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Title: Perinatal exposure to high dietary advanced glycation end products in transgenic NOD8.3 mice leads to pancreatic beta cell dysfunction.
Austin Authors: Borg, Danielle J;Yap, Felicia Y T;Keshvari, Sahar;Simmons, David G;Gallo, Linda A;Fotheringham, Amelia K;Zhuang, Aowen;Slattery, Robyn M;Hasnain, Sumaira Z;Coughlan, Melinda T;Kantharidis, Phillip;Forbes, Josephine M
Affiliation: Glycation and Diabetes, Mater Research Institute, The University of Queensland, Translational Research Institute, Brisbane, Australia
Inflammatory Diseases Biology and Therapeutics, Mater Research Institute- The University of Queensland, Translational Research Institute, Brisbane, Australia
Baker IDI Heart and Diabetes Institute, Melbourne, Australia
Department of Immunology , Central and Eastern Clinical School, AMREP Precinct, Monash University, Melbourne, Australiae School of Biomedical Sciences, The University of Queensland , St Lucia, Australia
School of Biomedical Sciences, The University of Queensland, St Lucia, Australia
Diabetes Department , Central Clinical School, Monash University , Clayton , Victoria, Australia
Mater Clinical School, School of Medicine, The University of Queensland, St Lucia, Australia
Department of Medicine, Austin Health, The University of Melbourne, Heidelberg, Victoria, Australia
Issue Date: 2-Jan-2018 2017-12-22
Publication information: Islets 2018; 10(1): 10-24
Abstract: The contribution of environmental factors to pancreatic islet damage in type 1 diabetes remains poorly understood. In this study, we crossed mice susceptible to type 1 diabetes, where parental male (CD8+ T cells specific for IGRP206-214; NOD8.3) and female (NOD/ShiLt) mice were randomized to a diet either low or high in AGE content and maintained on this diet throughout pregnancy and lactation. After weaning, NOD8.3+ female offspring were identified and maintained on the same parental feeding regimen for until day 28 of life. A low AGE diet, from conception to early postnatal life, decreased circulating AGE concentrations in the female offspring when compared to a high AGE diet. Insulin, proinsulin and glucagon secretion were greater in islets isolated from offspring in the low AGE diet group, which was akin to age matched non-diabetic C57BL/6 mice. Pancreatic islet expression of Ins2 gene was also higher in offspring from the low AGE diet group. Islet expression of glucagon, AGEs and the AGE receptor RAGE, were each reduced in low AGE fed offspring. Islet immune cell infiltration was also decreased in offspring exposed to a low AGE diet. Within pancreatic lymph nodes and spleen, the proportions of CD4+ and CD8+ T cells did not differ between groups. There were no significant changes in body weight, fasting glucose or glycemic hormones. This study demonstrates that reducing exposure to dietary AGEs throughout gestation, lactation and early postnatal life may benefit pancreatic islet secretion and immune infiltration in the type 1 diabetic susceptible mouse strain, NOD8.3.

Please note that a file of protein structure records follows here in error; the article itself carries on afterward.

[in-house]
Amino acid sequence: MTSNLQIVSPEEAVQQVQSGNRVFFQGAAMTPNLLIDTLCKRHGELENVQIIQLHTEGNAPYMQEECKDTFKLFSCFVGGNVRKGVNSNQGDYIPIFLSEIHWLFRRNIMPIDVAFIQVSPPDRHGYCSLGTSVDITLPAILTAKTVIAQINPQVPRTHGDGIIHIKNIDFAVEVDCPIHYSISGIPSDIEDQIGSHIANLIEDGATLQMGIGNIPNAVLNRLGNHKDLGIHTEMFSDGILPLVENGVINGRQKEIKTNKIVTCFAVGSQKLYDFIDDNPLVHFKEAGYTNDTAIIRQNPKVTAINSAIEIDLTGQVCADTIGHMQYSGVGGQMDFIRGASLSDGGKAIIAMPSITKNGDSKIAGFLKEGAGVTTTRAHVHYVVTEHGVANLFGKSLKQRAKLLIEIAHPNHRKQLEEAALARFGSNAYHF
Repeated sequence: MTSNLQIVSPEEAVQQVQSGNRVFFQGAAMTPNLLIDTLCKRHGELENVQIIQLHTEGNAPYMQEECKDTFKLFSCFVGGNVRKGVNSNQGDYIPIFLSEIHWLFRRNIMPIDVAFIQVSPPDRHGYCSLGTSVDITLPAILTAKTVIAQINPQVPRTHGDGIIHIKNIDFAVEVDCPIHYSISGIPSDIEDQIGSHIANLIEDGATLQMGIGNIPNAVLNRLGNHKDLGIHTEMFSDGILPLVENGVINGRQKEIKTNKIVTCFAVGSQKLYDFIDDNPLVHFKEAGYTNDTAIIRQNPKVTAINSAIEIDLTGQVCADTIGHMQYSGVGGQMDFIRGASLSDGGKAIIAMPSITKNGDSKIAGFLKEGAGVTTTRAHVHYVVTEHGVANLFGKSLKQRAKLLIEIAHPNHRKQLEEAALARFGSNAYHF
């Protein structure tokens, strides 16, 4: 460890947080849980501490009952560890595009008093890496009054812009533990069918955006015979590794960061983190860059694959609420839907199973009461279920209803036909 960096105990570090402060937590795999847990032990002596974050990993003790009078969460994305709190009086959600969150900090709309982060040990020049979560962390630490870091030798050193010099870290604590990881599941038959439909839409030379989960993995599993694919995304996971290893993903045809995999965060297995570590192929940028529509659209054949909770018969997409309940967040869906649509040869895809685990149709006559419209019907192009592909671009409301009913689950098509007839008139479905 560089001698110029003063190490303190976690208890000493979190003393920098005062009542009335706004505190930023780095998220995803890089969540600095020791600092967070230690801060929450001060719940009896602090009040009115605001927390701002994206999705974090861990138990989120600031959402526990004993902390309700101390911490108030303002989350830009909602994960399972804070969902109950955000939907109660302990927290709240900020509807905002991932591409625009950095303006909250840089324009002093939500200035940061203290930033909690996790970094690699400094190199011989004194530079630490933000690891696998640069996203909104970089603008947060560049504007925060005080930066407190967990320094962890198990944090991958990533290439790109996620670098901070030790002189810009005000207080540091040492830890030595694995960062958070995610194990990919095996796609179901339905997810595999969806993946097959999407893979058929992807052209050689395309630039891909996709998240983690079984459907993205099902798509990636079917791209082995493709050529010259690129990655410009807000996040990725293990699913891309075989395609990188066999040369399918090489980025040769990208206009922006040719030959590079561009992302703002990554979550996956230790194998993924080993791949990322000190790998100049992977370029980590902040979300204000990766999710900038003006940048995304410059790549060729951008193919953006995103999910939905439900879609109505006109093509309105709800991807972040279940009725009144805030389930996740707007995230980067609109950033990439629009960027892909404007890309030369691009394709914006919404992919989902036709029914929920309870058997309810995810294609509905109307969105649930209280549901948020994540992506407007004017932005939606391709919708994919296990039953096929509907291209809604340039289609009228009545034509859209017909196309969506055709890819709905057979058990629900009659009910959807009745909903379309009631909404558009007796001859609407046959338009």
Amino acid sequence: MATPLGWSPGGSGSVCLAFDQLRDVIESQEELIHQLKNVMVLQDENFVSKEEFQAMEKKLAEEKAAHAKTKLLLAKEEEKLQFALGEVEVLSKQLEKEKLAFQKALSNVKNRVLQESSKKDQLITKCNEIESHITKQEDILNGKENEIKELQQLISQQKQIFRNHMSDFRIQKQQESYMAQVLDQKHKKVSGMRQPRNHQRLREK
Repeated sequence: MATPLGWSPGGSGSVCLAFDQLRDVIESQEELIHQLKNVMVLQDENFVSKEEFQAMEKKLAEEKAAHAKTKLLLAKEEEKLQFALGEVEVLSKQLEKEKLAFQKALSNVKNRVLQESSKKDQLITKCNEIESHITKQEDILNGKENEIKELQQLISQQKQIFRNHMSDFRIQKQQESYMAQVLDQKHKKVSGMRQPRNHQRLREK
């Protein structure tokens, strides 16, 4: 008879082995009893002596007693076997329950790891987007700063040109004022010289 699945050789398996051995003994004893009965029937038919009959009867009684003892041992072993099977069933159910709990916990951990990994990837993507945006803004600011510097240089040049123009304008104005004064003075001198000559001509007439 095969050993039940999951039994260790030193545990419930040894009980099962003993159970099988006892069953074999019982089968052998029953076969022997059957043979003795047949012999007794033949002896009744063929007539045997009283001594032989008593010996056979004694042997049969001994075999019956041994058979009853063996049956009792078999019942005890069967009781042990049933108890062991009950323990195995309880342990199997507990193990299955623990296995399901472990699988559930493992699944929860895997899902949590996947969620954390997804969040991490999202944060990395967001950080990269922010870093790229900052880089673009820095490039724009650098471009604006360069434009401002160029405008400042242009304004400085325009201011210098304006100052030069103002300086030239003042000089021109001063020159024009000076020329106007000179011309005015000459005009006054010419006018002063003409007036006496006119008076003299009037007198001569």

DOI: 10.1080/19382014.2017.1405189
PubMed URL: 29157116
Type: Journal Article
Subjects: NOD8.3
Type 1 diabetes
advanced glycation end products
dietary intervention
Appears in Collections:Journal articles

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